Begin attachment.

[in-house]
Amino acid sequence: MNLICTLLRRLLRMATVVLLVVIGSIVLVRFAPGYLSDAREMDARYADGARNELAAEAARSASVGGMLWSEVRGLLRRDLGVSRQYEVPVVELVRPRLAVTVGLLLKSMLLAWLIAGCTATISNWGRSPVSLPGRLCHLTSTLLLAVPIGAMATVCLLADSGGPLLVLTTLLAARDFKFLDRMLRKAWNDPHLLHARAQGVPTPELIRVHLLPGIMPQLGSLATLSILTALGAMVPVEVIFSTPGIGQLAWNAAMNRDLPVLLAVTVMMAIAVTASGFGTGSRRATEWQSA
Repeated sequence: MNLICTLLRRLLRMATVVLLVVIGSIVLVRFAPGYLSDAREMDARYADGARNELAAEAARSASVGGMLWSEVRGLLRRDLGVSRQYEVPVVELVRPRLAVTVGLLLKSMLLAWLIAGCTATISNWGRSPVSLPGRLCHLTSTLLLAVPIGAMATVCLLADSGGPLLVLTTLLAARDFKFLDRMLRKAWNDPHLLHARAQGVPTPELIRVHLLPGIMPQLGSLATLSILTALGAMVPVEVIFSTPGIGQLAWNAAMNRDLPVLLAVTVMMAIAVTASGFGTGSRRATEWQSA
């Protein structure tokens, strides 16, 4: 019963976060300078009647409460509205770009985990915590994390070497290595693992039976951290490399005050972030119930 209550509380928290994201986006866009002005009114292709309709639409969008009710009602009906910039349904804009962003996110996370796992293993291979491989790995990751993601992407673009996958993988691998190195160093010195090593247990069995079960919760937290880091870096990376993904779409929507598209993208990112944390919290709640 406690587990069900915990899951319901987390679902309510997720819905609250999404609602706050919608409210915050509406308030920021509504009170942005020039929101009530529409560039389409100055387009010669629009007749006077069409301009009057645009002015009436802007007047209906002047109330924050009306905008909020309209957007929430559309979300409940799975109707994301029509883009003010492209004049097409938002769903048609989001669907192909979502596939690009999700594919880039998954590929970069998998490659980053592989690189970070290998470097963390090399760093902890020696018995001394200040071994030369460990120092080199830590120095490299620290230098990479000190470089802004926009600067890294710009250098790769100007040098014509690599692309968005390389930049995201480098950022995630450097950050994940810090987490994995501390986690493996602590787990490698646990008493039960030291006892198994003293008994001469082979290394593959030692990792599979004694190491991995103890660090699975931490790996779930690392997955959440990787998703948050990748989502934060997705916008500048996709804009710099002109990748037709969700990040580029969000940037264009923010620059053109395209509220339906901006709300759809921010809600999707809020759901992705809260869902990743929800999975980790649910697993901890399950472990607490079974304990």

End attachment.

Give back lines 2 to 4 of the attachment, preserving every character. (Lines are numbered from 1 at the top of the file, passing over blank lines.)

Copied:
Amino acid sequence: MNLICTLLRRLLRMATVVLLVVIGSIVLVRFAPGYLSDAREMDARYADGARNELAAEAARSASVGGMLWSEVRGLLRRDLGVSRQYEVPVVELVRPRLAVTVGLLLKSMLLAWLIAGCTATISNWGRSPVSLPGRLCHLTSTLLLAVPIGAMATVCLLADSGGPLLVLTTLLAARDFKFLDRMLRKAWNDPHLLHARAQGVPTPELIRVHLLPGIMPQLGSLATLSILTALGAMVPVEVIFSTPGIGQLAWNAAMNRDLPVLLAVTVMMAIAVTASGFGTGSRRATEWQSA
Repeated sequence: MNLICTLLRRLLRMATVVLLVVIGSIVLVRFAPGYLSDAREMDARYADGARNELAAEAARSASVGGMLWSEVRGLLRRDLGVSRQYEVPVVELVRPRLAVTVGLLLKSMLLAWLIAGCTATISNWGRSPVSLPGRLCHLTSTLLLAVPIGAMATVCLLADSGGPLLVLTTLLAARDFKFLDRMLRKAWNDPHLLHARAQGVPTPELIRVHLLPGIMPQLGSLATLSILTALGAMVPVEVIFSTPGIGQLAWNAAMNRDLPVLLAVTVMMAIAVTASGFGTGSRRATEWQSA
């Protein structure tokens, strides 16, 4: 019963976060300078009647409460509205770009985990915590994390070497290595693992039976951290490399005050972030119930 209550509380928290994201986006866009002005009114292709309709639409969008009710009602009906910039349904804009962003996110996370796992293993291979491989790995990751993601992407673009996958993988691998190195160093010195090593247990069995079960919760937290880091870096990376993904779409929507598209993208990112944390919290709640 406690587990069900915990899951319901987390679902309510997720819905609250999404609602706050919608409210915050509406308030920021509504009170942005020039929101009530529409560039389409100055387009010669629009007749006077069409301009009057645009002015009436802007007047209906002047109330924050009306905008909020309209957007929430559309979300409940799975109707994301029509883009003010492209004049097409938002769903048609989001669907192909979502596939690009999700594919880039998954590929970069998998490659980053592989690189970070290998470097963390090399760093902890020696018995001394200040071994030369460990120092080199830590120095490299620290230098990479000190470089802004926009600067890294710009250098790769100007040098014509690599692309968005390389930049995201480098950022995630450097950050994940810090987490994995501390986690493996602590787990490698646990008493039960030291006892198994003293008994001469082979290394593959030692990792599979004694190491991995103890660090699975931490790996779930690392997955959440990787998703948050990748989502934060997705916008500048996709804009710099002109990748037709969700990040580029969000940037264009923010620059053109395209509220339906901006709300759809921010809600999707809020759901992705809260869902990743929800999975980790649910697993901890399950472990607490079974304990």